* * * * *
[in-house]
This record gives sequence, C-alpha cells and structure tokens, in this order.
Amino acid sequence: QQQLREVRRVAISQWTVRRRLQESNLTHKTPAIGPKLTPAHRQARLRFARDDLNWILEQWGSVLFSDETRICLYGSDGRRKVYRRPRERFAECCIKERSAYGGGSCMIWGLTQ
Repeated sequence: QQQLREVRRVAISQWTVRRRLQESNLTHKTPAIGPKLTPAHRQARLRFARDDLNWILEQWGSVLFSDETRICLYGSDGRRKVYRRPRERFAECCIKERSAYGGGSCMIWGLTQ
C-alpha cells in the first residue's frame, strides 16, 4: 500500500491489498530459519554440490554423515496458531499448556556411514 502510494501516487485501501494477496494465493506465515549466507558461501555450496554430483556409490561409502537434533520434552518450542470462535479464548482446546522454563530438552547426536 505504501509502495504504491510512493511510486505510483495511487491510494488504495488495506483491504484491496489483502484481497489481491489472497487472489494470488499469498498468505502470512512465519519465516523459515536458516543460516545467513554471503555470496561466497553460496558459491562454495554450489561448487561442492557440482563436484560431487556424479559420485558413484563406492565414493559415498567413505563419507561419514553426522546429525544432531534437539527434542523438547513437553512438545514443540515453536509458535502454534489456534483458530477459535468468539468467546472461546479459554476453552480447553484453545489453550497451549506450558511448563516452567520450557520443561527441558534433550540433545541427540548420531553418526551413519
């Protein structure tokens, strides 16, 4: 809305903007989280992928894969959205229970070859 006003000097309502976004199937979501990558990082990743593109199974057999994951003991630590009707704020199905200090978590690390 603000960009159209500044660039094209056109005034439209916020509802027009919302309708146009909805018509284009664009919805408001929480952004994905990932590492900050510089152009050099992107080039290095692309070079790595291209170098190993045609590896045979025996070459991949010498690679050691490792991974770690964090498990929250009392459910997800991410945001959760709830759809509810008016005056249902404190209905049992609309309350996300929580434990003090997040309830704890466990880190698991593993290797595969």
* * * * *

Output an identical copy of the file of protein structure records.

[in-house]
This record gives sequence, C-alpha cells and structure tokens, in this order.
Amino acid sequence: QQQLREVRRVAISQWTVRRRLQESNLTHKTPAIGPKLTPAHRQARLRFARDDLNWILEQWGSVLFSDETRICLYGSDGRRKVYRRPRERFAECCIKERSAYGGGSCMIWGLTQ
Repeated sequence: QQQLREVRRVAISQWTVRRRLQESNLTHKTPAIGPKLTPAHRQARLRFARDDLNWILEQWGSVLFSDETRICLYGSDGRRKVYRRPRERFAECCIKERSAYGGGSCMIWGLTQ
C-alpha cells in the first residue's frame, strides 16, 4: 500500500491489498530459519554440490554423515496458531499448556556411514 502510494501516487485501501494477496494465493506465515549466507558461501555450496554430483556409490561409502537434533520434552518450542470462535479464548482446546522454563530438552547426536 505504501509502495504504491510512493511510486505510483495511487491510494488504495488495506483491504484491496489483502484481497489481491489472497487472489494470488499469498498468505502470512512465519519465516523459515536458516543460516545467513554471503555470496561466497553460496558459491562454495554450489561448487561442492557440482563436484560431487556424479559420485558413484563406492565414493559415498567413505563419507561419514553426522546429525544432531534437539527434542523438547513437553512438545514443540515453536509458535502454534489456534483458530477459535468468539468467546472461546479459554476453552480447553484453545489453550497451549506450558511448563516452567520450557520443561527441558534433550540433545541427540548420531553418526551413519
């Protein structure tokens, strides 16, 4: 809305903007989280992928894969959205229970070859 006003000097309502976004199937979501990558990082990743593109199974057999994951003991630590009707704020199905200090978590690390 603000960009159209500044660039094209056109005034439209916020509802027009919302309708146009909805018509284009664009919805408001929480952004994905990932590492900050510089152009050099992107080039290095692309070079790595291209170098190993045609590896045979025996070459991949010498690679050691490792991974770690964090498990929250009392459910997800991410945001959760709830759809509810008016005056249902404190209905049992609309309350996300929580434990003090997040309830704890466990880190698991593993290797595969």